Pausing there, on wider issues of causation pertinent to clinical negligence it should be noted that some reservations were expressed about Wright v Cambridge Medical Group [2013] QB 32. That 2011 Court of Appeal decision supports the proposition that “if a defendant GP has been negligent in his treatment of a patient, he cannot rely on subsequent negligent treatment of the same patient by a hospital to escape liability”. Although the point did not arise because the GP was not negligent, as Laing LJ put it at [74]:

“… it is not easy to tease a ratio from this decision as the two members of the court who allowed the appeal did so for different reasons. Further, it is clear from the judgment of Neuberger LJ that he was not articulating a legal rule that applies in all cases, in part, because the application of any such rule will depend on what damage was caused by each successive negligent act”.

Given the bouquets offered by the Court of Appeal to the first instance decision of Anne Whyte QC, sitting as Deputy Judge of the High Court, her judgment repays careful reading – it can be found at [2019] EWHC 1201 (QB) – in particular for its consideration of the passing from CES-I to CES-R.

Jarman v Brighton and Sussex University Hospitals NHS Trust [2021] EWHC 323 (QB)

Three months after Hewes, Jason Coppel QC sitting as a Deputy Judge of the Hight Court, handed down judgment in Jarman. At [2], he referenced Hewes and how “once CES has been diagnosed, it is seen as an emergency, because unless the pressure on the nerves is released quickly, they can be damaged permanently. CES may be suspected following consideration of a patient’s symptoms (as subjectively reported) and, following examination, of any objective physical signs of CES, but a diagnosis of CES can only be confirmed by an MRI scan”.

On the facts, context was again key – but focusing on when the events complained of happened. He noted at [41] that:

it was common ground … that there is a trajectory towards increased numbers of scans, and that the threshold for scanning was, in general, higher in 2015 than it is today. In other words, whilst the precise approach adopted would differ between clinicians, the evidence of CES would have to have been stronger in 2015 in order to justify a scan than it would have to be today. That serves to support the approach of not scanning a patient for CES who presented with symptoms but no signs of CES in 2015, even if there is a greater likelihood that such a patient would be scanned on an emergency basis today”.

In reaching that conclusion, the Judge noted at [40] that this feature so far as guidelines are concerned, which practitioners will wish to bear in mind, as it provides something of a counter-point between the position of GPs and those working in a hospital setting:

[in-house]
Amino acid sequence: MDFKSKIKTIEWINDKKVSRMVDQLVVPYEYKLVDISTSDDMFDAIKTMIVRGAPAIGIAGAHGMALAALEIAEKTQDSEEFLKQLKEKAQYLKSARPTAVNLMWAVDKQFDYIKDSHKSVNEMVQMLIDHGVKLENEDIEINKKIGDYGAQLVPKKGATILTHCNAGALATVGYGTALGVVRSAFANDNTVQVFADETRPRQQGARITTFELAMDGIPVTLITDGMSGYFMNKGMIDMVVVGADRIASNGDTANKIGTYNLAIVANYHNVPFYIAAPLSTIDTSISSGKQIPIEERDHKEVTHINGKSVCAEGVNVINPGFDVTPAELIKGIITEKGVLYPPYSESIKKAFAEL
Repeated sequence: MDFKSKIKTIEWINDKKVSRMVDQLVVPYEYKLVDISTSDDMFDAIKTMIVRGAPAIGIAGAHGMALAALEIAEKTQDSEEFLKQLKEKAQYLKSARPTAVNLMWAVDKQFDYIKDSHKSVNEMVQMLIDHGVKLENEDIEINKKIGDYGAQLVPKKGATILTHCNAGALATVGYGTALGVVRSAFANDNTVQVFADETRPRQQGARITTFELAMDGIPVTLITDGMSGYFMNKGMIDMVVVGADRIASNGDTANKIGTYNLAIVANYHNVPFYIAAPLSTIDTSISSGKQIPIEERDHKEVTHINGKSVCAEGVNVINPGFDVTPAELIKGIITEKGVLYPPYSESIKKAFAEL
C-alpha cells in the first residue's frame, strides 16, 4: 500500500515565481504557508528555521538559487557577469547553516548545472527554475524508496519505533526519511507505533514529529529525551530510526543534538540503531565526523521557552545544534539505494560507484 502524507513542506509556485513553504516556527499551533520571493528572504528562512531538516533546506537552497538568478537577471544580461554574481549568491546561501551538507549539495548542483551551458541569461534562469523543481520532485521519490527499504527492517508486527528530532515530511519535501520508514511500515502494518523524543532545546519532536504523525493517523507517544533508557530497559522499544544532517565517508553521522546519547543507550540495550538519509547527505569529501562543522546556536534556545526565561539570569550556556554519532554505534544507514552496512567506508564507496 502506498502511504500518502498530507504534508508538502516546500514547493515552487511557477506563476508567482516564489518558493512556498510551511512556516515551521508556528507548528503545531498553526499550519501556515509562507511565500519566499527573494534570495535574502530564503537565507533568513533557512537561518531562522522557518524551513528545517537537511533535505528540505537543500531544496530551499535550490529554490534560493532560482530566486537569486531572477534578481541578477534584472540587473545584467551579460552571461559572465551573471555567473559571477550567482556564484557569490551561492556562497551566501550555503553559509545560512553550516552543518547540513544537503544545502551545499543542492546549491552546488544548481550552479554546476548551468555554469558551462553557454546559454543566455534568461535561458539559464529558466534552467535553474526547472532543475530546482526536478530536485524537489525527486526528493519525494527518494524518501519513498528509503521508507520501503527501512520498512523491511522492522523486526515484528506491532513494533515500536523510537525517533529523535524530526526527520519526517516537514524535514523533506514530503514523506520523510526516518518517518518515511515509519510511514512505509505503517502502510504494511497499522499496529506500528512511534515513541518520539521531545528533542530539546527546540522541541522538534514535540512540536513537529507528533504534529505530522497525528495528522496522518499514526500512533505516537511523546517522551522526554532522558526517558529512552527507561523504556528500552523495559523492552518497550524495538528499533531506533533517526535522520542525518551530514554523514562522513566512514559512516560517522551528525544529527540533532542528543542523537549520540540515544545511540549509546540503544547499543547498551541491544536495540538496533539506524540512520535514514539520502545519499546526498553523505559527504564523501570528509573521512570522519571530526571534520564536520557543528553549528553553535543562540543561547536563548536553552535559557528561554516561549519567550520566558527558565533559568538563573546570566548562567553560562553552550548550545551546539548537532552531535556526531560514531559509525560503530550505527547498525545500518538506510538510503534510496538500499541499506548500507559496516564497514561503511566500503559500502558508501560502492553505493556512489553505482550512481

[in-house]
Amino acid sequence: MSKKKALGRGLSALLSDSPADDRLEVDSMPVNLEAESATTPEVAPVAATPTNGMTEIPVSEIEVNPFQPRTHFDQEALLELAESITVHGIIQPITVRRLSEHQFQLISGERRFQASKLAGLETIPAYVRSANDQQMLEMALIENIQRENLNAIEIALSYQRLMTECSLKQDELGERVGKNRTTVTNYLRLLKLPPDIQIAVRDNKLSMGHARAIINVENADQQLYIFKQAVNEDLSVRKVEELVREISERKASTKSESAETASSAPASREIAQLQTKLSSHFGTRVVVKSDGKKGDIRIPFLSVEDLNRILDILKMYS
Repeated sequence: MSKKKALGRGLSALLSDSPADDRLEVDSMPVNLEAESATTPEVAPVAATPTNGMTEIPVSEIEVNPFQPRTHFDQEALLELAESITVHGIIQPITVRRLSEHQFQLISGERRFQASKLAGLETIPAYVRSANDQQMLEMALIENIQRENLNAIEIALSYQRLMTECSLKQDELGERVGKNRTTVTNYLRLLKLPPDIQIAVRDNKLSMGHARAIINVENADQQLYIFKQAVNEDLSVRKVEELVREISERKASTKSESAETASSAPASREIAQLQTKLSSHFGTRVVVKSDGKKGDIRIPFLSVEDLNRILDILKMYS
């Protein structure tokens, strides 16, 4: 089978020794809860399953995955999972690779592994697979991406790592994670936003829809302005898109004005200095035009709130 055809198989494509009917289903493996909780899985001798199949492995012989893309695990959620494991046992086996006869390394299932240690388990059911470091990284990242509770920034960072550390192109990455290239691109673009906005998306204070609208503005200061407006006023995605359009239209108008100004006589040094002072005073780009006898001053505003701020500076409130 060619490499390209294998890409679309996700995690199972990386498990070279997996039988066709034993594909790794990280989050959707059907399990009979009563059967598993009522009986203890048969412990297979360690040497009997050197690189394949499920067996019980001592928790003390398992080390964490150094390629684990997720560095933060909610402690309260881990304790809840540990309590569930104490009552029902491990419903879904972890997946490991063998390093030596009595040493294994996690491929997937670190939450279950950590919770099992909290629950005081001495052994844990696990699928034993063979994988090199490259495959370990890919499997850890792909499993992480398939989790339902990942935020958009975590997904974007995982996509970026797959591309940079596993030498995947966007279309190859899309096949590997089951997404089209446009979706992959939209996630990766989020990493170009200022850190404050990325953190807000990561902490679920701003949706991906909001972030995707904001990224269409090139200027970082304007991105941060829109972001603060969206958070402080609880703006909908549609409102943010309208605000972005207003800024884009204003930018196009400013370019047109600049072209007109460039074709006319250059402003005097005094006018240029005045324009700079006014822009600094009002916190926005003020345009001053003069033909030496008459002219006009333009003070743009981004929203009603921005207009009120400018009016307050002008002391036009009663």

“Such is the catastrophic damage commonly caused by CES that it is a common subject of medical negligence litigation. Guidelines have been issued by the National Institute for Clinical and Healthcare Excellence for primary care medical practitioners to assist them in identifying possible CES and referring patients to A&E on a timely basis. But there were in 2015 no equivalent guidelines for hospital care which would suggest that a patient with certain symptoms but no signs of CES must be scanned immediately, and nor have any been published subsequently. If that were indeed the position, there would be significant resource implications for hospitals, given the numbers of patients who present with symptoms but no signs of CES“.

As regards causation, two practical points emerge. First, the relative narrowness of the temporal window for achieving a better outcome. This was addressed at [53]:

“The parties’ experts were agreed that the main determinant of success of outcome of decompression surgery to relieve CES is the neurological condition of the patient at the time of surgery. This was, for example, the clear view expressed by Mr Todd, the Claimant’s neurosurgical expert. In his view, if the Claimant had been operated on within 48 hours of attending A&E she would have had a “very good outcome” but “once you have got beyond the 48-hour window in my opinion, we need to demonstrate, the claimant needs to demonstrate, neurological deterioration to succeed in saying the outcome would have been better.

Secondly, what the Judge had to say in terms of expectations that some medical literature would be deployed to buttress medical opinions or assertions made, as found at [70]:

“… evidence on causation was undermined in my estimation by being proffered by both experts as a high level view based on their own experience and without any evidential support in the way of published literature or even case studies of their own patients. Mr Maurice-Williams told me that “relying on the literature is difficult” because, in the case of CES, it is “vast” and also “I do not think that any paper has ever been published where somebody cannot find flaws in it” (14 December 2020, pp. 50-51). I have considerable difficulty accepting that proposition. The existence of a “vast” literature in CES made it more rather than less surprising that none was cited by him. I would have found his evidence much more persuasive if it had been supported in some concrete or objective way”.

The Defendant was able to produce some academic literature in support of its position. This requires to be borne in mind in the preparation of any case, partly because of the controversy around the passage from CES-I to CES-R and partly to guard against charges of merely asserting what actually requires to be proved and/or framing one’s position to fit the primary, indeed necessary legal position.


What this trilogy of cases illustrate is that such claims are highly challenging, both in terms of breach of duty and causation with the following, main ‘practitioner points’ suggested:

  1. Careful, contextual analysis is required – first by the medical practitioner taking the history, and (failing that) by the advising lawyer.
  2. Keep the guidelines under review. They will themselves no doubt be the subject of periodic review – although the 2018 edition lower the threshold for seeking specialist advice and border on saying: ‘you suspect CES, you must scan for it’. In that regard, the 2018 guidelines say MRI must be available at the hospital 24/7 (aspirational for some?) and make clear that ‘MRI for ?CES must take precedence over routine cases’.
  3. Remember there is an ‘sliding scale’, if you will, between breach and causation. For Claimants, the earlier in the so-called ‘CES timeline’, the harder will be the breach arguments, but the easier (relatively speaking) may be the causation arguments; the latter in that timeline, the converse becomes true.
  4. At trial, the Courts will have an expectation of some literature being cited in support, including but not limited to what chances have (or have not) been lost.
  5. To succeed, Claimants need to focus hard on identifying where the window of lost opportunity arises; and subject to breach of duty, Defendants on how narrow that window may be, assuming there was one there.